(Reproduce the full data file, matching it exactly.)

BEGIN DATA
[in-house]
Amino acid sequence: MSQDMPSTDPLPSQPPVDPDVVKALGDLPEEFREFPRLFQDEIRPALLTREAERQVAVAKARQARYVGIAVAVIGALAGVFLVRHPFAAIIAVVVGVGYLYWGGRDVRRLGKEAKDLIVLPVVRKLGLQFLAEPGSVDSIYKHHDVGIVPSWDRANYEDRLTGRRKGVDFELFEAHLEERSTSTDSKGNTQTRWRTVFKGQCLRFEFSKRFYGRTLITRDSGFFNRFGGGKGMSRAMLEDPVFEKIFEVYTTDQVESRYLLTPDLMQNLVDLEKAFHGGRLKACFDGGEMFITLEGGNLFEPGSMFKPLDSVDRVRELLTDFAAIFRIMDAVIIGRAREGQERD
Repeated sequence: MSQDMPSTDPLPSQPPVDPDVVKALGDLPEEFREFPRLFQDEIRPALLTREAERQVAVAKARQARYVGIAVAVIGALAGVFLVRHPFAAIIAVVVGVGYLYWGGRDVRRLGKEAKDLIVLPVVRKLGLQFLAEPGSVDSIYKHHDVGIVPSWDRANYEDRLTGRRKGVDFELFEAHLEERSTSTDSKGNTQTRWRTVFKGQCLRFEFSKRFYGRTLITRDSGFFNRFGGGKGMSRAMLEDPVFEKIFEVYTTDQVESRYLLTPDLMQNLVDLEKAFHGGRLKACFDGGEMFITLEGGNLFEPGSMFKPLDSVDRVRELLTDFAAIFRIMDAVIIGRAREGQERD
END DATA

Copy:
[in-house]
Amino acid sequence: MSQDMPSTDPLPSQPPVDPDVVKALGDLPEEFREFPRLFQDEIRPALLTREAERQVAVAKARQARYVGIAVAVIGALAGVFLVRHPFAAIIAVVVGVGYLYWGGRDVRRLGKEAKDLIVLPVVRKLGLQFLAEPGSVDSIYKHHDVGIVPSWDRANYEDRLTGRRKGVDFELFEAHLEERSTSTDSKGNTQTRWRTVFKGQCLRFEFSKRFYGRTLITRDSGFFNRFGGGKGMSRAMLEDPVFEKIFEVYTTDQVESRYLLTPDLMQNLVDLEKAFHGGRLKACFDGGEMFITLEGGNLFEPGSMFKPLDSVDRVRELLTDFAAIFRIMDAVIIGRAREGQERD
Repeated sequence: MSQDMPSTDPLPSQPPVDPDVVKALGDLPEEFREFPRLFQDEIRPALLTREAERQVAVAKARQARYVGIAVAVIGALAGVFLVRHPFAAIIAVVVGVGYLYWGGRDVRRLGKEAKDLIVLPVVRKLGLQFLAEPGSVDSIYKHHDVGIVPSWDRANYEDRLTGRRKGVDFELFEAHLEERSTSTDSKGNTQTRWRTVFKGQCLRFEFSKRFYGRTLITRDSGFFNRFGGGKGMSRAMLEDPVFEKIFEVYTTDQVESRYLLTPDLMQNLVDLEKAFHGGRLKACFDGGEMFITLEGGNLFEPGSMFKPLDSVDRVRELLTDFAAIFRIMDAVIIGRAREGQERD